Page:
Kate Mulgrew & Francesca Faridany in The Half-Life of Marie Curie

Review of Audible Theater's The Half-Life of Marie Curie at the Minetta Lane Theatre

Donna Herman
Donna Herman

"The Half- Life of Marie Curie" is a very clever title for Lauren Gunderson's new world premiere play, now being presented by Audible at the Minetta Lane Theatre, considering Curie discovered and named the elements radium and polonium, but it gives the wrong impression altogether. It should be the incredible life of Marie Curie. She was the first woman to win a Nobel prize, the first person to win two Nobel prizes, the only woman to win in two fields, and the only person to win in multiple science fields - physics and chemistry - all before women were allowed to vote in France.

What is remarkable about Gunderson's The Half-Life of Marie Curie is that it manages to convey not only her astonishing achievements without sounding like a book report, but it captures her personal life as a female scientist of the times in a particularly elegant manner. There are only two characters, Marie Curie (Francesca Faridany) and Hertha Ayrton (Kate Mulgrew), a British engineer, mathematician, physicist, inventor and passionate suffragette. The structure of the play is fluid. It moves between a memory piece that breaks the fourth wall with monologues directed at the audience and scenes in the present with dialog between the two characters. But it all works seamlessly, and the writing is so resonant and insightful that I am tempted to quote every other line.

Gunderson presents both Curie and Ayrton with sympathy, understanding and a great deal of humor at some particularly tough moments. The Half-Life of Marie Curie begins with opening monologues by both Curie and Ayrton. Curie talks about radium and how it transforms itself over time into something "other than self" and equates it with a kind of abandonment. Which she relates to herself in her present state with her beloved husband and scientific partner, Pierre Curie, dead. Voilá, the melancholy and reflective Marie Curie who, when the play opens in 1911, is in the middle of a horrible social scandal that has her vilified in the press and on the streets.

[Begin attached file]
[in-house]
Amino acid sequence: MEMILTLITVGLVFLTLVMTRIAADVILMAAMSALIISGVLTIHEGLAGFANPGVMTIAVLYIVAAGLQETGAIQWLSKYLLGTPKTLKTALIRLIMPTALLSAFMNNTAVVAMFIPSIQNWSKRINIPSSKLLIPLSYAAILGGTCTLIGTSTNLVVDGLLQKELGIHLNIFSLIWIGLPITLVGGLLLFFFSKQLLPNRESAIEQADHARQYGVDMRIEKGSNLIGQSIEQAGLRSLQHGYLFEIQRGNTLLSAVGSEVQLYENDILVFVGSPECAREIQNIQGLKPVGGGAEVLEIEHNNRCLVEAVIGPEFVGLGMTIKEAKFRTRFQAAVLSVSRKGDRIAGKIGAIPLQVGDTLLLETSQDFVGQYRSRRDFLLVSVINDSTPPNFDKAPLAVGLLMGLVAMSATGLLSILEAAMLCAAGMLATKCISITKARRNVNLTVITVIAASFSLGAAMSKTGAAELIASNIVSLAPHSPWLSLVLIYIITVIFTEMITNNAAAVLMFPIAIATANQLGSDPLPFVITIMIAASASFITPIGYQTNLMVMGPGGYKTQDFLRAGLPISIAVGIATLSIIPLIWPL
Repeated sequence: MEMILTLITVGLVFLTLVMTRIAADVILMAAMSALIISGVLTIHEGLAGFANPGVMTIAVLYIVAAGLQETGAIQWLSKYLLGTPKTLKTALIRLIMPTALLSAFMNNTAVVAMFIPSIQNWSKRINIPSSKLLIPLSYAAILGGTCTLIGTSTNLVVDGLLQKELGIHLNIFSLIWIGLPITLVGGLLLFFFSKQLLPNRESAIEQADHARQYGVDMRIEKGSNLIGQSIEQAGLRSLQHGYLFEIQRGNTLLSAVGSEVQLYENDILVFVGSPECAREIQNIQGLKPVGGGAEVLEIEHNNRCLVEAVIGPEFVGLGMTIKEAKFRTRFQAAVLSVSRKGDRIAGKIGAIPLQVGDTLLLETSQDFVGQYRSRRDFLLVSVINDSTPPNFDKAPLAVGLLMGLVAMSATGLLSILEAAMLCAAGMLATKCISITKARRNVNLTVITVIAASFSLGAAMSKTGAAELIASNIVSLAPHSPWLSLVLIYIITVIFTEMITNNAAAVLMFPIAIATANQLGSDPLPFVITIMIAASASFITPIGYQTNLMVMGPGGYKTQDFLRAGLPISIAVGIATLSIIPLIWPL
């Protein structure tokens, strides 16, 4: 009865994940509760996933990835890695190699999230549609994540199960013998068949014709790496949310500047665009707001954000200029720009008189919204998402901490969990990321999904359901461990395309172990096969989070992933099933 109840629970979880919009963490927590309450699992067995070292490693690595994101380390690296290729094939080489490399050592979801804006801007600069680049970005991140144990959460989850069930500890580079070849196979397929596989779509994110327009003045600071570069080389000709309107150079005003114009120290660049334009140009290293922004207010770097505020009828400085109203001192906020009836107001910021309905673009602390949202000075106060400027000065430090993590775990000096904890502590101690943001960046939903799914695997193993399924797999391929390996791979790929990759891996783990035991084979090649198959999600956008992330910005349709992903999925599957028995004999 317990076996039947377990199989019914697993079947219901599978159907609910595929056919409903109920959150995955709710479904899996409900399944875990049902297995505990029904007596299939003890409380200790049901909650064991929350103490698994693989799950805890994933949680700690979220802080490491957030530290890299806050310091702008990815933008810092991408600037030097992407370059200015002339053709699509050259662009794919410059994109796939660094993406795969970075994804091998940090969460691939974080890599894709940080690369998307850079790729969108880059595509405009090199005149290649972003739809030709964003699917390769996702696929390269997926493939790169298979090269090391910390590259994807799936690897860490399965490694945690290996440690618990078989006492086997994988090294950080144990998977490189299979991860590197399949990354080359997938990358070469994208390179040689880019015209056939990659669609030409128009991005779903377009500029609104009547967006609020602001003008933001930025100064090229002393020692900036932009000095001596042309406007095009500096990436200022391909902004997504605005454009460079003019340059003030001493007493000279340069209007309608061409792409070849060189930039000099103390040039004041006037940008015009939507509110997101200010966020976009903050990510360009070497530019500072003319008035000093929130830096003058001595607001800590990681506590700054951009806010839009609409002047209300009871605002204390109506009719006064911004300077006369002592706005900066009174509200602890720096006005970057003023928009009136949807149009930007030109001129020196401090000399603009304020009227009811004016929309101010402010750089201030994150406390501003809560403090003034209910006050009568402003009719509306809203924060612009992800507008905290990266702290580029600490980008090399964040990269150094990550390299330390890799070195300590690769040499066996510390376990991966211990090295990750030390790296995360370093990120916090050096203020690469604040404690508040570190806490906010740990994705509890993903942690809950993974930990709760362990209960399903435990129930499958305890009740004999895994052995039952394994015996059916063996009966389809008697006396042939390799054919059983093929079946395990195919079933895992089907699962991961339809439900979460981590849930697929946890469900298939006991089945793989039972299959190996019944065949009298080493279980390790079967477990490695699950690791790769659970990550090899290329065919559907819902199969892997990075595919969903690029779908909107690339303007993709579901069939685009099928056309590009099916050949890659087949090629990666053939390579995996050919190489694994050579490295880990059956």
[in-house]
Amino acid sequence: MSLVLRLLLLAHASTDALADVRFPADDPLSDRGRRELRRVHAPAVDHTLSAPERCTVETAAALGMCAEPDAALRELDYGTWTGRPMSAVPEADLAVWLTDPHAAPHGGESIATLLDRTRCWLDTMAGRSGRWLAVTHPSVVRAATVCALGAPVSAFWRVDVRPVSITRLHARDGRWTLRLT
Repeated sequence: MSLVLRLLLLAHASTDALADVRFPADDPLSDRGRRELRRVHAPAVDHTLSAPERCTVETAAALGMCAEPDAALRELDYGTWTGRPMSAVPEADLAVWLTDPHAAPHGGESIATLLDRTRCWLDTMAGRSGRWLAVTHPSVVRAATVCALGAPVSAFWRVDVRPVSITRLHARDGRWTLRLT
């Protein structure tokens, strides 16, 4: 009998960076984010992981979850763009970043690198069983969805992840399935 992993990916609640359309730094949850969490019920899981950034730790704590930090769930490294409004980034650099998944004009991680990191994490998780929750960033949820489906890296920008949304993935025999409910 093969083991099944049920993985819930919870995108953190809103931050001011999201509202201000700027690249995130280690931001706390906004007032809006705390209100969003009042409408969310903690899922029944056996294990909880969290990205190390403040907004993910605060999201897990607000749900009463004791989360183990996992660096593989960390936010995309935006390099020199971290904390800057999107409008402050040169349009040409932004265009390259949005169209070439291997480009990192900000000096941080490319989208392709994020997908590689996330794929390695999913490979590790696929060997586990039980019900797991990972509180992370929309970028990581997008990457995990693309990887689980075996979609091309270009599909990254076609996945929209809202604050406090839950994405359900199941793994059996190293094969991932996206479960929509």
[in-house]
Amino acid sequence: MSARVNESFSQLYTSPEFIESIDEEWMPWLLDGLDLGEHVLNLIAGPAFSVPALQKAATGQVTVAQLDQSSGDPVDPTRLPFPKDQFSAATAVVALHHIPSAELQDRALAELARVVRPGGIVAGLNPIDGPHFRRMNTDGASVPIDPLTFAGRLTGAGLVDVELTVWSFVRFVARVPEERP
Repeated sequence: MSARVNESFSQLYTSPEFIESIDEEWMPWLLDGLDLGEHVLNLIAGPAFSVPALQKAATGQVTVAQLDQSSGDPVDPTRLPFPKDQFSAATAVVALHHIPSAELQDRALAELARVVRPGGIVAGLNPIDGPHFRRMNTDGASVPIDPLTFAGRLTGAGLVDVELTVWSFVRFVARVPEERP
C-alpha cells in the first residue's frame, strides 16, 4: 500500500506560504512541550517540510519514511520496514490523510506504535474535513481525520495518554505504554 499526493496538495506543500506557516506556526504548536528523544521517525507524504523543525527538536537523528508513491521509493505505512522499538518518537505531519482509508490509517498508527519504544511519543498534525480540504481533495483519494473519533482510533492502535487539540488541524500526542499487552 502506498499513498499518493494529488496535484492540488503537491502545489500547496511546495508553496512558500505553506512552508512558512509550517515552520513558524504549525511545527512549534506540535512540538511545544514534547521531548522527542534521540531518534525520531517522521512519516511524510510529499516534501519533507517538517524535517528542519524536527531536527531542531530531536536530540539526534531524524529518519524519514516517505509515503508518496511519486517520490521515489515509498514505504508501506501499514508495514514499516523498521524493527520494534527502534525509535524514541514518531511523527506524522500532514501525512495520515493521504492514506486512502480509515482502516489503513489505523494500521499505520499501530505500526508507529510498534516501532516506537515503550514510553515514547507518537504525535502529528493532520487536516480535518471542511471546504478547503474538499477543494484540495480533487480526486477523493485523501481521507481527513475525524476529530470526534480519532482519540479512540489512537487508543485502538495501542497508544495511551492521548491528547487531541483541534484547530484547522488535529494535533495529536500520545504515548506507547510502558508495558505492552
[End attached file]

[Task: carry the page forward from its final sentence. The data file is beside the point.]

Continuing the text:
Hertha, her brash and bold British colleague introduces herself to us by saying "There was a technical problem in the world and I fixed it and you're welcome." And she goes on to explain how she solved the problem of the hissing of the arc light that was in use at the time. She is on her way to Paris to stand by her fellow scientist Marie and stare down her enemies with her. She finds a howling crowd on Curie's doorstep that she threatens with bodily harm, and a thoroughly crushed and defeated friend inside. Through the process of whisking Marie and her children away from the toxic atmosphere of Paris to the tranquil English seaside of her country home, the two widows fight and heal and form a lifelong unshakeable bond.

The Half-Life of Marie Curie illustrates in a very organic, almost off-hand way how remarkable these two women were. What they were able to accomplish simply for the love of doing it, boggles the imagination. Equally impressive are the two actresses who play the roles of Curie and Ayrton. Faridany is luminous and vulnerable while maintaining an inviolate aura of passion and integrity for her work. Mulgrew is an absolute delight. She imbues Ayrton with a wry sense of humor and all the intelligence and compassion of a true leader of women. The two play extremely well together and it is impossible not to fall a little bit in love with them both.

The Half-Life of Marie Curie is not only a wonderful experience in the theater, it's an important work to be presented at this moment in time when we are trying to get more young women interested in science.

(Photo by Joan Marcus)

"Unbeknownst to many New Yorkers, Gunderson has been the most produced contemporary playwright in the United States for two of the past three seasons, and she knows how to build actors' showcases that are sturdy, if not necessarily challenging for the audience. So this production — commissioned by the audiobook company Audible and directed by Gaye Taylor Upchurch — is at its best when it lets the two stars strut their stuff."
Elisabeth Vincentelli for New York Times

"While The Half-Life of Marie Curie may not be as inventive as the women it celebrates, it's enlightening and entertaining. Under Gaye Taylor Upchurch's unfussy direction, Faridany fleshes out the passive-depressive Curie with revealing flashes of intense passion for science and sex. Impressively, she holds her own opposite supernova Mulgrew, who is playing the lesser-known figure but has all the best lines. (Mulgrew's expressive voice will certainly be a highlight of the recording of the play that Audible plans to release.) Their performances do a lot to bring Gunderson's history lesson to life. These two women have chemistry."
Raven Snook for Time Out New York

"Despite Curie's name in the title, Kate Mulgrew's butch Ayrton is the major attraction... Gunderson lavishes all her best retorts and epigrams on Ayrton, and Mulgrew knows just what to do with them."
Robert Hofler for The Wrap


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